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That which we dispute

A useful distinction that American grammarians and editors make is to differentiate between that and which, which linguists call illegitimate.

The sentence above embodies the distinction: that as a relative pronoun introducing a restrictive/limiting/essential clause (depending on what terminology you were taught), which as a relative pronoun introducing a nonrestrictive/non-limiting/nonessential clause.

You remember Annie Get Your Gun: "The girl that I marry will have to be/ As soft and pink as a nursery …" — of all the girls in the world, the one I marry will have to have these qualities. It is a limiting clause, specifying one out of a number of possibilities.

From My Fair Lady you’ll recall the lines "A man was made to help support his children,/ Which is the right and proper thing to do …" — the which clause supplying additional, parenthetical information not essential to the sentence.

Or to put it more simply, a which clause is set off by commas, and a that clause is not.

That will probably bring down on my head the wrath of the linguists at Language Log (http://itre.cis.upenn.edu/~myl/languagelog/), who appear to hate copy editors’ guts. But I’m just a simple country boy from Kentucky who learned English grammar in Mrs. Jessie Perkins’ fifth- and sixth-grade classes at Elizaville Elementary School and who just tries to get by on what is reasonable and useful.

It is true that British writers use which for both restrictive and nonrestrictive clauses, as linguists point out. It is also true that the distinction American grammarians observe is essentially a preference. But as a moderate (rather than headstrong) prescriptivist, I agree with H.W. Fowler that careful writers and editors will strive to maintain useful distinctions of usage.

Failing to maintain the that/which distinction in American English can lead to ambiguity, especially now that writers bafflingly tend to introduce nonrestrictive clauses with that.

For example: "It's fair to say that he's vulnerable," said Republican Sen. Norm Coleman of Minnesota, a member of the Homeland Security and Government Affairs Committee that has been investigating the government's response to Katrina. That wording, "the Government Affairs Committee that has been investigating the government’s response," would suggest that there are multiple Government Affairs Committees and that we are here specifying the one investigating Katrina. But it is not an essential or restrictive element, and it would read better set off with commas as a which clause.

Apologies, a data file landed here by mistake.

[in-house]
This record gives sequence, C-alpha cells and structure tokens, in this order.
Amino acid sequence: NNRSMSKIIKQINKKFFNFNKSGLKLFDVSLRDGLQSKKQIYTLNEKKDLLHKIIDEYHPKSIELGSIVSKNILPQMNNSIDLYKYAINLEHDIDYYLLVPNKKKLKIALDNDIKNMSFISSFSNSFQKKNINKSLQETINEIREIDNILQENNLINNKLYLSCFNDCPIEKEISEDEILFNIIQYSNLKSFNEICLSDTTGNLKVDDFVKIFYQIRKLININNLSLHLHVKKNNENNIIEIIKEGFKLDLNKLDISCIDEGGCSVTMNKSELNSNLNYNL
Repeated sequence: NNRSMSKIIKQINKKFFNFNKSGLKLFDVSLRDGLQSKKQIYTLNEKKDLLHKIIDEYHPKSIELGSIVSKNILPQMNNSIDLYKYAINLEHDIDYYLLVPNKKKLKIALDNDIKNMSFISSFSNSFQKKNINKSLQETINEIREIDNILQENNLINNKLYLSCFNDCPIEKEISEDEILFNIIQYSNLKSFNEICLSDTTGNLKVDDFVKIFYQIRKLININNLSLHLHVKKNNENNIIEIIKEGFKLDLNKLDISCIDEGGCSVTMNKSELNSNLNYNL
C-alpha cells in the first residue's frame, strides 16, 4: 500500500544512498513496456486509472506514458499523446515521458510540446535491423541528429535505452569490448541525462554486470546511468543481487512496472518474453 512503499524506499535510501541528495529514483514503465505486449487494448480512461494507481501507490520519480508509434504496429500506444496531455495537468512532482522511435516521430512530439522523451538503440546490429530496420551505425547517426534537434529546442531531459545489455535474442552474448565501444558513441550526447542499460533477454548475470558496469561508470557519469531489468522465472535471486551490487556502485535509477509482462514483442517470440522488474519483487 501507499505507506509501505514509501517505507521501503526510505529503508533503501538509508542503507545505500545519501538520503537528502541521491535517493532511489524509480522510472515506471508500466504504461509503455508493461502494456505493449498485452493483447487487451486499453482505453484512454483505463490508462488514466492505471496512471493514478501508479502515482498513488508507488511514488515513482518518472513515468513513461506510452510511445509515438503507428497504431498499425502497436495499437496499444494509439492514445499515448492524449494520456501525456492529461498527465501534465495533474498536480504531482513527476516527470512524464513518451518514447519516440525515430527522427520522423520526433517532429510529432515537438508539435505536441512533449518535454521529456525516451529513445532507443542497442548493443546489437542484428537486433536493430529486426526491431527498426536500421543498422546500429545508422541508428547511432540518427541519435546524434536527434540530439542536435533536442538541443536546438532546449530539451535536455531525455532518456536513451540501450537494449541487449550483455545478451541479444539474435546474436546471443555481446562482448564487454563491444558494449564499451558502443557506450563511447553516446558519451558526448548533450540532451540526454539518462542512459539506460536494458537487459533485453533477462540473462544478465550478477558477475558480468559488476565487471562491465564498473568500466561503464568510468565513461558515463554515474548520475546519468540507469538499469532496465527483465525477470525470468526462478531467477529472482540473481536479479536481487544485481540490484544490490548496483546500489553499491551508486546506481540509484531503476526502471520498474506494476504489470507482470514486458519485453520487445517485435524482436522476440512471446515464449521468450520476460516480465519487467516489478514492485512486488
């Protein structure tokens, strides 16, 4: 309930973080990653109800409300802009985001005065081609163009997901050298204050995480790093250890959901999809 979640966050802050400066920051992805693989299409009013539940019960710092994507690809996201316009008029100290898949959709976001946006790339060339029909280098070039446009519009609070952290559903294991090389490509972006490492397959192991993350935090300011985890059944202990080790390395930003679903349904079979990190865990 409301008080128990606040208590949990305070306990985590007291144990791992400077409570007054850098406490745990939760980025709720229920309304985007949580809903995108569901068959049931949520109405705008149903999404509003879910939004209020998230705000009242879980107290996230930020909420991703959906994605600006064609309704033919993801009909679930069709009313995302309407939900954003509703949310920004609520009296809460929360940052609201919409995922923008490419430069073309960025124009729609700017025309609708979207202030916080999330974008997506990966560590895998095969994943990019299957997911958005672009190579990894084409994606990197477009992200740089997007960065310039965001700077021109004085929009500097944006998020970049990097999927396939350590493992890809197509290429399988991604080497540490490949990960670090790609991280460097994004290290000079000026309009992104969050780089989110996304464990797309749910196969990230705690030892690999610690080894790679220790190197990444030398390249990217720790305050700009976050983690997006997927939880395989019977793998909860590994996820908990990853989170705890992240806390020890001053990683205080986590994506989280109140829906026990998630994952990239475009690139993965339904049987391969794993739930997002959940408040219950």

Posted by John McIntyre at 4:36 PM | | Comments (13)
        

Comments

John, this is one where I'll stand at your side to the death against those Language Loggers.

I'm not sure linguists would call it this an "illegitimate distinction." Most of the descriptivist comments I've seen point out that restrictive "which" ("a day which will live in infamy") is usually pretty clear in its meaning. But I've never seen anyone stick up for the nonrestrictive "that" that you cite, which is the sort of annoying AP-ism we should resolutely strive to stamp out. (The one I use in class is just as silly: "Formal talks at this Red Sea resort adjourned over the Jewish Sabbath that started Friday.")

I think the which/that rule is a really good way to underline a really important distinction, and I have no problem being prescriptive about it. But we might get a few more converts from upcampus if we point out that the real enemy is the false restrictive.

Language academics unite,you have nothing to lose except your unbearable bordom and tedious punctiliousness!Venture into the world of "Lingustic Post processual communication" and freely disperse words,including avarous expletives uninhibitedly, into the firery mix of our American behavior comity!
Post processual Languistics is the future of communication!

Umm, you do all realize that that hed has a restrictive relative clause beginning with "which", don't you?

I'm all for maintaining useful distinctions, but not for inventing them out of whole cloth, as Fowler did in this case. English is a common possession, and no one person gets to make up rules about how it should and shouldn't be used. I mean, there are people who claim that "gray" and "grey" are two different colors, but the rest of us laugh at them.

But really I'm posting to draw your attention to Geoff Pullum's remarkably temperate reply (for him). at Language Log today.